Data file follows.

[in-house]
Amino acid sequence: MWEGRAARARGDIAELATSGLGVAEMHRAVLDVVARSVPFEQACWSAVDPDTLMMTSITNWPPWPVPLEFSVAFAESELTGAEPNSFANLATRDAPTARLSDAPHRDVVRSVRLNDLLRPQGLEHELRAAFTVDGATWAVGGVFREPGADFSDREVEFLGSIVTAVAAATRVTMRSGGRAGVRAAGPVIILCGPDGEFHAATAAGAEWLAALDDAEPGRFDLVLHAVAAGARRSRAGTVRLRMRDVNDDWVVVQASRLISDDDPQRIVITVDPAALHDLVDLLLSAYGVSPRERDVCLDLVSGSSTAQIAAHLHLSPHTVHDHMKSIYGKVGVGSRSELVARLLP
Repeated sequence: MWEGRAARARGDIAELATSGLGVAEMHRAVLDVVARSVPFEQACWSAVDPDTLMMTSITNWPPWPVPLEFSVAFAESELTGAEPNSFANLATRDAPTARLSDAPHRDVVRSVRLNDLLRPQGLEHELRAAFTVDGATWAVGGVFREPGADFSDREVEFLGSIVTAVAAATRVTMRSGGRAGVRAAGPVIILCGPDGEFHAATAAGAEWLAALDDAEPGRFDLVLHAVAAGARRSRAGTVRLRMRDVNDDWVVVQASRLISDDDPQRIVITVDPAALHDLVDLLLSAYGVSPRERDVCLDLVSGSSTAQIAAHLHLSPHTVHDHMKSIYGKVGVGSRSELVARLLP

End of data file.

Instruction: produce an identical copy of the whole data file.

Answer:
[in-house]
Amino acid sequence: MWEGRAARARGDIAELATSGLGVAEMHRAVLDVVARSVPFEQACWSAVDPDTLMMTSITNWPPWPVPLEFSVAFAESELTGAEPNSFANLATRDAPTARLSDAPHRDVVRSVRLNDLLRPQGLEHELRAAFTVDGATWAVGGVFREPGADFSDREVEFLGSIVTAVAAATRVTMRSGGRAGVRAAGPVIILCGPDGEFHAATAAGAEWLAALDDAEPGRFDLVLHAVAAGARRSRAGTVRLRMRDVNDDWVVVQASRLISDDDPQRIVITVDPAALHDLVDLLLSAYGVSPRERDVCLDLVSGSSTAQIAAHLHLSPHTVHDHMKSIYGKVGVGSRSELVARLLP
Repeated sequence: MWEGRAARARGDIAELATSGLGVAEMHRAVLDVVARSVPFEQACWSAVDPDTLMMTSITNWPPWPVPLEFSVAFAESELTGAEPNSFANLATRDAPTARLSDAPHRDVVRSVRLNDLLRPQGLEHELRAAFTVDGATWAVGGVFREPGADFSDREVEFLGSIVTAVAAATRVTMRSGGRAGVRAAGPVIILCGPDGEFHAATAAGAEWLAALDDAEPGRFDLVLHAVAAGARRSRAGTVRLRMRDVNDDWVVVQASRLISDDDPQRIVITVDPAALHDLVDLLLSAYGVSPRERDVCLDLVSGSSTAQIAAHLHLSPHTVHDHMKSIYGKVGVGSRSELVARLLP